Another week, another blog. This time, we’re moving towards to Egypt! Overall, we were both super excited for Egyptian meals for various reasons. The key reason being there is a lot to choose from, thanks to the rigorous record keeping. We will be focusing on the time period, the 14th to 17th Dynasty.
We made this time Ghee and Dill baked Tilapia, Red Lentil Soup and Aish Baladi – Egyptian flatbreads.
Eat like an Egyptian
One of the large issues with looking at Egyptian food is that though they documented everything, sometimes in excruciating detail – they tended to not document their food. What we do know has been gleamed from the art they displayed on the wall. Once the Greco-Roman era started, we learn more about the foods they ate and how they were prepared. So unfortunately, this has made it hard for us to know what they where eating or even how it was prepared. This has been research by much greater minds than mine; who have spent careers trying to figure it out. We do know some of the food they ate from the archaeological record and from the written records. From there, we can assess what would have been eaten by the animals and plants that were available. But how it would have been prepared is still hotly debated.
Not all food is equal
We also know that certain foods would have been eaten by the Pharaohs and nobles. This would have left other foods, which would have been reserved by the working classes. For instance, we know that the upper classes would have been allowed to hunt. This would have given food options like: Rabbits, deer, gazelles, bulls, oryx, antelopes, hippopotamuses, elephants and lions. This means that meat would have been much more varied in their diets. This, along with certain foods like honey; would have been used by the upper classes. The working classes where allowed to fish and hunt water fowl like geese and ducks, meaning that their diets wouldn’t have had such a varied amount of proteins to choose from.
Meating the expectation in Ancient Egyptian
Regardless, we do know that their diets would not have included meat in them for every meal. Bread was a very large part of everyday life in Ancient Egypt. Their bread was usually made of emmer wheat. The meal we had would have been for the working classes. It consisted of lentils, carrots, tilapia, and a flatbread made from a mixture of emmer wheat and whole wheat.
We chose Tilapia for the simple fact that living in Kansas doesn’t offer itself to much in the way of seafood or much fish for that matter, the downside to being landlocked for as far as the eye can see in any direction. The reason that we used whole wheat in the flatbread is due to emmer wheat being kind of expensive here and wanting to make it stretch (as an any good Midwesterner would do).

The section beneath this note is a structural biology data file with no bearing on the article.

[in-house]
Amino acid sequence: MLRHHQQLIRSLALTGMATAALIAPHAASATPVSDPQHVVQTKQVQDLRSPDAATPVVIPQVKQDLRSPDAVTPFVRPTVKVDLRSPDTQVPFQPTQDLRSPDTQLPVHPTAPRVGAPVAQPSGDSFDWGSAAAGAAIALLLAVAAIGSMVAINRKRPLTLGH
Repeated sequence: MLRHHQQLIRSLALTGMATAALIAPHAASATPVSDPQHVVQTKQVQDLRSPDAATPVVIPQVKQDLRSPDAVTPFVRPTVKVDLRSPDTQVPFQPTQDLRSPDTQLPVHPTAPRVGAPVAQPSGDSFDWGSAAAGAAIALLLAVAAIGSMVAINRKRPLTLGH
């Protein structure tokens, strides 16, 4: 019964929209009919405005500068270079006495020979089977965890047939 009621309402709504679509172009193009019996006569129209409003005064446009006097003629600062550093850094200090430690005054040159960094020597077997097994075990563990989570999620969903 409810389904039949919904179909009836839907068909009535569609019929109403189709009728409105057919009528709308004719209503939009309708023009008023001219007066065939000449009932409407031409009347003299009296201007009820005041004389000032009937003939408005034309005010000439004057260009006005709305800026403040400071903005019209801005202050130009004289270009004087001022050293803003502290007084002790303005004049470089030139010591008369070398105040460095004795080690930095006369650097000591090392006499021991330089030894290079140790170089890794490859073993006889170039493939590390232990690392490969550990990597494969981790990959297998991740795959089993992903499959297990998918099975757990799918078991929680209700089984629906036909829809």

What does the records say?
We know from the archeological records, that they had massive bakeries to feed the workers building the Pyramids of Giza. These bakeries would have been much like the industrial bakeries of our time. They would have had to grind the wheat up to make flour, then make the dough and cook it all right there. It would have been long hours, hot and hard work (and it still is for the most part – Now we have machines that do most of the work for us).
Yet again I need to preface this with, this is not my area of expertise. I do love reading about Ancient Egypt (I mean come on, who doesn’t?), but I have never been formally trained in Egyptology. I will do my best to provide you with as accurate details as I can.
We don’t know how many meals a day they ate or if they had specific food that they ate for meals like we do today with eggs for breakfast in the western world. We also don’t know if they had specific dining habits i.e. if they ate as a family at a table or if they just ate when they where hungry. A lot of these details require us to use Ethnography to base it off of what current people do in Egypt and the middle-east, along with other cultures that were similar at the time, which may have documented it better.
Now lets get to the topic that just about everyone loves to talk about, BEER! We know that they drank a lot of beer. But through much of human history in areas of heavy settlement; beer was your only choice for hydration. The waterways would have been polluted and undrinkable. But through the wonderful process of beer production, the water would have become safe to drink and would of had some fun side effects, if consumed in moderation. Beer may have also been used to pay workers. We chose not to have authentic Ancient Egyptian beer for a couple reasons, first it isn’t exactly sold on store shelves where we live and second I had no desire to try and produce and brew our own. Wine would have been enjoyed by the nobles as it is much more intensive to produce.
The meal we made may not have been as accurate as I would have liked it to have been, but it was still a very enjoyable meal. It was very hardy and the flatbread will fill you up fast; keeping full for quite a while. I would love to make it again and maybe try to make the flatbread with no whole wheat but the Midwesterner in me cries out when I think of the price of that idea.
Recipes of the meal
4 out of 5 stars
I preferred the soup over the fish and bread, but overall, was a solid, filling meal.
4 out of 5 stars
If I was going to say the main meal, it’s 3 star, but the bread is a 4 on it’s own.
https://ancientegyptonline.co.uk/beer/ http://www.fao.org/country-showcase/item-detail/en/c/1287824/ https://rawi-magazine.com/articles/from-staples-to-luxuries/ https://oi-idb-static.uchicago.edu/multimedia/88/oimp33.pdf https://ancientegyptonline.co.uk/recipes/ http://www.historicalcookingproject.com/2014/12/guest-post-ancient-egyptian-bread-by.html https://www.atthemummiesball.com/baking-ancient-egyptian-bread/ https://www.historymuseum.ca/cmc/exhibitions/civil/egypt/egcl02e.html